How to help your child deal with bullying

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Over the last decade, bullying has gained more attention. However, the increased awareness doesn’t necessarily mean it hasn’t been a problem for a long time or that it won’t continue to be a problem.

In reality, the rate of bullying has been steady with about one in four adolescents saying they have been bullied in the past year. Although the nature of the beast may change over time, children are going to be confronted by the issue in one form or another. It’s difficult to avoid. That’s why recognizing signs of bullying and dealing with it is so important.

Age

I know from experience age doesn’t necessarily matter. I was naive when my daughter went to preschool, where everything was holding hands, singing songs and being best friends — just how I remembered it. Incidentally, kindergarten was destined to be a bigger challenge.

When she started telling me about the incidents that happened at school it wasn’t that I didn’t believe her. I just had so many thoughts of denial — she’s only five, it’s kindergarten, everyone got along so well in preschool.

I listened to her stories nearly every day for close to three weeks before parent-teacher conferences arrived. Meanwhile, I comforted Tater, made sure she knew I how much I love her and that I believe her. I told her I would discuss it with her teacher, but until then to try to avoid the classmate that had been bothering her. I encouraged her to continue talking to me about the situation and to keep her teacher informed.

Approaching the issue

I waited to bring the ongoing issue to her teacher’s attention because I wanted to assess the situation. I also wanted to give her a chance to resolve things on her own. However, the situation persisted and her after-school stories seemed to escalate.

At a certain point, I started keeping track of the events. On the night of parent-teacher conferences, I brought the list with me. The bullying issue was the first thing I brought to the teacher’s attention, but not in an aggressive way. I simply told her what Tater came home and talked to me about frequently and asked her to keep an eye on the pair.

Ultimately, the first conversation didn’t solve much. However, when the teacher told me she was genuinely shocked because Tater had never mentioned any of the events to her it alerted me to a communication breakdown. Before leaving the meeting, the three of us discussed why it’s important to let both of us know when something happens at school.

Observations

Following the meeting, I expected everything to go back to normal. Tater would be happy again, she’d want to go to school and she’d have an easier time making friends. But things got worse before they got better.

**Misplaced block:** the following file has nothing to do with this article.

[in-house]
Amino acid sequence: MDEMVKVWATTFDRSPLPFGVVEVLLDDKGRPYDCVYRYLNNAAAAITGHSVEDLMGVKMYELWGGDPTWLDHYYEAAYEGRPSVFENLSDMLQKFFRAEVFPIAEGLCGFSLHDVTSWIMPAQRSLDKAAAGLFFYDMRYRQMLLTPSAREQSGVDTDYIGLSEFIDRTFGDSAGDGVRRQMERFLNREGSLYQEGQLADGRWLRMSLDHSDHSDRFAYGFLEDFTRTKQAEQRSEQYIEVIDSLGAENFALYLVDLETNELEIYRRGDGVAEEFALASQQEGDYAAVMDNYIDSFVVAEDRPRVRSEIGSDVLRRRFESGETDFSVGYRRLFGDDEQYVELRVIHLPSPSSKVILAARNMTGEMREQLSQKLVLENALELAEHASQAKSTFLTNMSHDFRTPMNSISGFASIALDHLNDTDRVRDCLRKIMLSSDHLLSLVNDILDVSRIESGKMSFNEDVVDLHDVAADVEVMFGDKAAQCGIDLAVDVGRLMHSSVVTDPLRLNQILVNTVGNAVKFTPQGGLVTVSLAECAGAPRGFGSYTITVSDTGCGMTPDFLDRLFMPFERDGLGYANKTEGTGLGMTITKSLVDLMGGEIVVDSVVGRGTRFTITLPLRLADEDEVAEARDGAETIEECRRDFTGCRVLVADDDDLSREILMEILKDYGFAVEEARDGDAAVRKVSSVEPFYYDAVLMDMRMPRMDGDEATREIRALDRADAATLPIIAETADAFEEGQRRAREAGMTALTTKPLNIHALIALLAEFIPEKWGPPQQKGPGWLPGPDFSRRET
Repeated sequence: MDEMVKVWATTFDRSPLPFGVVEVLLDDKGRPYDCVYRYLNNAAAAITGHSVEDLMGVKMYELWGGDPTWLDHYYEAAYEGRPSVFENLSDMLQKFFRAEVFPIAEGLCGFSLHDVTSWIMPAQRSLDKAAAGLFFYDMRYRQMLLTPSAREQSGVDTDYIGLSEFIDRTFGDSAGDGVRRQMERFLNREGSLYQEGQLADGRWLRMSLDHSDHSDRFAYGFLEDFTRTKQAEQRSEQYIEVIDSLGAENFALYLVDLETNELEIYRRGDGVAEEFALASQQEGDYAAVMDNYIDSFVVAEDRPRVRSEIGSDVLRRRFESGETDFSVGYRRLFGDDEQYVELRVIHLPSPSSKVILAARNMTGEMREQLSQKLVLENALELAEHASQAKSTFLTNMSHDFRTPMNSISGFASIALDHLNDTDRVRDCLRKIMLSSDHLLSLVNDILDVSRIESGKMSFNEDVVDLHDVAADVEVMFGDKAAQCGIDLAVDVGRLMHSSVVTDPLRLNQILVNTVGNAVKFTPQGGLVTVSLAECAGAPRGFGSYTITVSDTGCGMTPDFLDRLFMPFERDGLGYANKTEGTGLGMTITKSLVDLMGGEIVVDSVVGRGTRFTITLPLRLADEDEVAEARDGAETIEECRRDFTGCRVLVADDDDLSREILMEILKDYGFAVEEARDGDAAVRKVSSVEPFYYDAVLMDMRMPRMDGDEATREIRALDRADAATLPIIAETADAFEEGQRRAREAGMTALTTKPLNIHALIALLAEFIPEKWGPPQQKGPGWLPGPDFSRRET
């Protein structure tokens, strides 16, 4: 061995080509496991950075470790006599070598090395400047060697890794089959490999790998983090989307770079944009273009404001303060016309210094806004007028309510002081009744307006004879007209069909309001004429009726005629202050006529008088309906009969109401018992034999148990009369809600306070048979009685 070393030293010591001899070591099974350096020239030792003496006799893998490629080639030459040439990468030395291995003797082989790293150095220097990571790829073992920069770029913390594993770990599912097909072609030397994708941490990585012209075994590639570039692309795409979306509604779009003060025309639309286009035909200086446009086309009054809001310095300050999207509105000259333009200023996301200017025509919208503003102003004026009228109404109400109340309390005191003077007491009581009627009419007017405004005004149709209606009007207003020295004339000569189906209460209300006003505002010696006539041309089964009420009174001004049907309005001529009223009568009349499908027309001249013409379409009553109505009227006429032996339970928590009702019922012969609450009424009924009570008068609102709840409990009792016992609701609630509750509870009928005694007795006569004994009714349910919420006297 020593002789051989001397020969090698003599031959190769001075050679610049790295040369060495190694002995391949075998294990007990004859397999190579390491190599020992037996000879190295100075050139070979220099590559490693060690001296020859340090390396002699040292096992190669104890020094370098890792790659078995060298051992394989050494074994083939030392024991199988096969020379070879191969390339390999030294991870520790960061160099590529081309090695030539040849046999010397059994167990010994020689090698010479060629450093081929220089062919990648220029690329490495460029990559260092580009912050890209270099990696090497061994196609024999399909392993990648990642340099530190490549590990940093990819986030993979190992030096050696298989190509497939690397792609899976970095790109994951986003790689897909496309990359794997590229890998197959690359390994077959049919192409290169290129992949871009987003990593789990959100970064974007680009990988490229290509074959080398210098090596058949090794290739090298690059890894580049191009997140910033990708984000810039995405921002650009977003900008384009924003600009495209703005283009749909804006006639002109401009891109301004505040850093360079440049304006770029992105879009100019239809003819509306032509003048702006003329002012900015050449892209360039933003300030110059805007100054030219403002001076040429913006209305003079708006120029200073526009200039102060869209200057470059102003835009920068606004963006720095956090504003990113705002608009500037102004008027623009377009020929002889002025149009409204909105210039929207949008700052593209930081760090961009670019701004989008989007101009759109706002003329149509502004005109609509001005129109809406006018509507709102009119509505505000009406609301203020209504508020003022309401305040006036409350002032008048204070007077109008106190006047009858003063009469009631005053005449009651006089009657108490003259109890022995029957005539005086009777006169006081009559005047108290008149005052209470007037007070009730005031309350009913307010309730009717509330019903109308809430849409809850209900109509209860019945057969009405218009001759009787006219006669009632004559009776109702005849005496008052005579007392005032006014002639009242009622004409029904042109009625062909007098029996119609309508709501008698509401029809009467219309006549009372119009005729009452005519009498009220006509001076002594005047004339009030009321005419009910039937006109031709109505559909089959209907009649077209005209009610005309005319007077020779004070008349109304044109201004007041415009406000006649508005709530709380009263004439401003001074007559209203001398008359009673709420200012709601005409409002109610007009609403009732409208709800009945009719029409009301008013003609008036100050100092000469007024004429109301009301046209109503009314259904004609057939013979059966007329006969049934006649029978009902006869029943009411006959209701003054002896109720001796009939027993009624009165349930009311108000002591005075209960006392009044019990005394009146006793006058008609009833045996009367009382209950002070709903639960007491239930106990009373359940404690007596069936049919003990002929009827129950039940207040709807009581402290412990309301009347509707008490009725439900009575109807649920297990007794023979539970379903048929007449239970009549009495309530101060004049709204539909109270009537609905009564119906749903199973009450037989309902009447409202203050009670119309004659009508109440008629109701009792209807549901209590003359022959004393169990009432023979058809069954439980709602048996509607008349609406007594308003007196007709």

One morning, a couple of weeks later, I decided to fix Tater’s hair differently — she usually wears her hair in a ponytail and I put it half up and left the back down. She seemed fine with it at home and then started crying when we got to her daycare, saying “They are going to make fun of me at school because my hair is different.”

That morning was the last straw. I felt terrible dropping her off to what felt like another day of torture. I felt terrible abandoning her and heading to work. Most of all, I felt terrible for not doing more to resolve it. What kind of mom allows a situation like that to escalate so far?

All morning I sat and stewed over it. By lunchtime, my emotions leveled off and I was able to put my thoughts together. This time I wasn’t so passive in my approach. I sent an email to both her daycare and her teacher, detailing the changes I’d seen in my daughter, the events of the morning and my expectations moving forward.

The biggest thing I stressed to both was the negative impact the whole experience had on Tater. She was self-conscious about everything, even at home. Anytime she made a mistake on homework, flashcards or coloring she was incredibly hard on herself to the point of tears. She cried a lot through the week. She was scared all the time and started refusing to go into adjacent rooms in our house without someone else. From the time I got home until she went to bed, she was attached to my hip. She had very little confidence. To me, she was regressing. Before she started school she was happy, confident, outgoing and social all the time. Two months of kindergarten stole away the carefree smiles and independence that set her apart.

I always thought “just knowing when something is wrong” was something my parents said to me because they wanted to keep tabs. Actually, parenting is a lot like that. You care so much, you notice things that others overlook. It’s important to keep noticing things and keep making an effort to talk to your children regularly. I tend to let my daughter direct the conversation and ask relevant questions until she’s ready to tell me what’s on her mind.